The Early Warning Signs of Parkinson’s Disease

Parkinson's is a neurodegenerative disease. Movement in the body is typically controlled by dopamine, the chemical that carries signals between the nerve and the brain. When the cells that normally produce dopamine die, the signs and symptoms of Parkinson's appear.

Symptoms generally develop slowly, sometimes over several years. The progression of Parkinson's differs from person to person due to the diversity of the disease. Although there isn't currently a cure, treatment options are available, including medication and surgery. With proper treatment and support from friends and family, people with Parkinson's disease can live long and fulfilling lives.

The disease itself isn't fatal; however, the complications can be serious. The sooner it's treated, the better. A diagnosis of Parkinson's disease can take time. A family doctor might be the first to notice it, and your loved one may be referred to a neurologist.

Knowing what the early signs of Parkinson's are is essential. You'll receive the necessary medical treatment needed and your loved one can live a long and happy life. It might be time to visit a doctor if you notice any of the following reoccurring early signs of the disease.


Have you noticed a subtle shaking or tremor in your loved one's finger, hand, or chin? A tremor while at rest is a common sign of Parkinson's disease. The person experiencing the tremor is likely to be the only individual who notices this initially, but the shaking will worsen and become noticeable to others, however, as the condition develops.

Small Handwriting

A sudden change in the size of a person's handwriting may be an early indicator of the disease. People with Parkinson's have a difficult time controlling movement because of the changes occurring in the brain; motor skills like writing become more difficult.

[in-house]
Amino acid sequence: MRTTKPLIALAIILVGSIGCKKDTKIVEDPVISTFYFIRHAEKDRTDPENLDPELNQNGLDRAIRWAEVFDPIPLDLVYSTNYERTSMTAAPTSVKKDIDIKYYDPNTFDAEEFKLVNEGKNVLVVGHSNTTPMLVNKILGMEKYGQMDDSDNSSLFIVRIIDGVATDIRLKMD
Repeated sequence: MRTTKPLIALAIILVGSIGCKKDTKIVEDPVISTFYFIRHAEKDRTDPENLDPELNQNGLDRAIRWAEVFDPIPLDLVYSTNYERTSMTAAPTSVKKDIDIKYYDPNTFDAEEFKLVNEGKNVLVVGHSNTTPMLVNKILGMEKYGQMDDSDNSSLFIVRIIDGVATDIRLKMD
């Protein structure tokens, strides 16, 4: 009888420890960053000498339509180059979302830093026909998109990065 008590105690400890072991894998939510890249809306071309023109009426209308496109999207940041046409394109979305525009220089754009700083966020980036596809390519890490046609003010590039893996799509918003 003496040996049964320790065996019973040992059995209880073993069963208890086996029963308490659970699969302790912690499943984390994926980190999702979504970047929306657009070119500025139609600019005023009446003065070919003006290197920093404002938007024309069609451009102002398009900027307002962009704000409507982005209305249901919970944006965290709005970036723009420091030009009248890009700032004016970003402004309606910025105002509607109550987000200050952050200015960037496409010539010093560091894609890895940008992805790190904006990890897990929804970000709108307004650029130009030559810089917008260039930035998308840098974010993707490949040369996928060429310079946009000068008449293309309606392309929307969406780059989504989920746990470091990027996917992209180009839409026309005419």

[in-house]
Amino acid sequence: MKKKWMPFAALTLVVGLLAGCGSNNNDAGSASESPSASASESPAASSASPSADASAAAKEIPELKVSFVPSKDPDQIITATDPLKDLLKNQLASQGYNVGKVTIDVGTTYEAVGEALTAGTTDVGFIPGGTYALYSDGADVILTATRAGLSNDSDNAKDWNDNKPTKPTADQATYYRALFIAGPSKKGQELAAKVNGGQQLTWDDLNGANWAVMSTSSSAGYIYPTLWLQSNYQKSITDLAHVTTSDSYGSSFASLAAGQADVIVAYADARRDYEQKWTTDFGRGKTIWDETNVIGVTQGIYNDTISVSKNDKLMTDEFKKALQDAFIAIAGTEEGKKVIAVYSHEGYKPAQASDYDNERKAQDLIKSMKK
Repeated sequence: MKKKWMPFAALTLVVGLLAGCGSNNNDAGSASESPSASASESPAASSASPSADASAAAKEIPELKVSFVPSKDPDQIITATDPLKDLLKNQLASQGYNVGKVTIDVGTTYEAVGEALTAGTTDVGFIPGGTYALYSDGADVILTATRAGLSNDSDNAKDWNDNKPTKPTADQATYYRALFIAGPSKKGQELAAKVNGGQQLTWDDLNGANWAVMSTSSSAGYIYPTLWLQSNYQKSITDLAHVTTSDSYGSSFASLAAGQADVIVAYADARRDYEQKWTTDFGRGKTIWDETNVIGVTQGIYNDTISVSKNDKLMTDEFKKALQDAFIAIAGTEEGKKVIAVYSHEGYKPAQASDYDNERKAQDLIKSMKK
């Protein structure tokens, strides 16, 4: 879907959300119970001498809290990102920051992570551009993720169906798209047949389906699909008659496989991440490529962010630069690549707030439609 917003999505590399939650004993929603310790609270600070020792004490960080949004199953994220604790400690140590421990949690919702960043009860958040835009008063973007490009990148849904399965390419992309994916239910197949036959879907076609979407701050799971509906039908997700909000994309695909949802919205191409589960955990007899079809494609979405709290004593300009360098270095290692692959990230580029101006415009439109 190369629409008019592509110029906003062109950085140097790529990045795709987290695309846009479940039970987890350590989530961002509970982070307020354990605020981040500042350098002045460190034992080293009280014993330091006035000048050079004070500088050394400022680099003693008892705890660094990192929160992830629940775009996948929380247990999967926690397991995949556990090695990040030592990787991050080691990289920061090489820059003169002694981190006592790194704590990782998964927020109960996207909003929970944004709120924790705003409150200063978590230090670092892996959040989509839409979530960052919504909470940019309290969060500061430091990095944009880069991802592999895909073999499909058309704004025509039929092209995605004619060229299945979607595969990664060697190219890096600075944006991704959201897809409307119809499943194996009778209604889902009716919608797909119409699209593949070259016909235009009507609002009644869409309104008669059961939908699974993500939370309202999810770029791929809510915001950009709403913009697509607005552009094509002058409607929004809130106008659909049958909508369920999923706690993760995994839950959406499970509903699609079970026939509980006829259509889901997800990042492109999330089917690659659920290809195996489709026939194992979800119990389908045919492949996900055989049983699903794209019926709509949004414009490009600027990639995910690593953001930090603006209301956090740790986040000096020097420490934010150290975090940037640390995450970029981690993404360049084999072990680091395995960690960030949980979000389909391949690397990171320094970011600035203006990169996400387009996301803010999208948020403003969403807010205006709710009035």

The medical term for small handwriting is “micrographia.” Have you noticed that a loved one's handwriting appears cramped, using small letters, and closed spaces? Keep an eye out for any unusual handwriting changes. If it's on-going, consider a consultation with a doctor.

Stiffness in the Body

People affected with Parkinson's often experience stiffness in their arms and legs. Many have likened the sensation to a feeling of being “stuck to the floor.” Is there a difference in the way your loved one sways their arms as they walk? Or do they walk with uncoordinated, jerky movements? These changes could signify early Parkinson's disease.

Other Signs to Watch For

Additional Parkinson's symptoms include:

  • Trouble sleeping
  • Loss of smell
  • Constipation
  • A low or soft voice
  • Masked Face
  • Dizziness

As the disease advances and symptoms start to increase, your loved one might require additional treatments and therapies. Parkinson's is often linked to Dementia in Seniors.

Consider contacting a home healthcare service that provides Dementia care in Toronto — people in the later stages of the disease can experience Dementia, hallucinations, and depression. You'll want expert support from experienced healthcare professionals to give your loved one the high-quality care and support they deserve.

If you've witnessed any of the above signs recently, don't take any chances. Talk to a doctor about Parkinson's disease. Although there may be some challenges ahead, if you treat the disease early with the right treatments and support system, your loved one can live a happy and fulfilling life.

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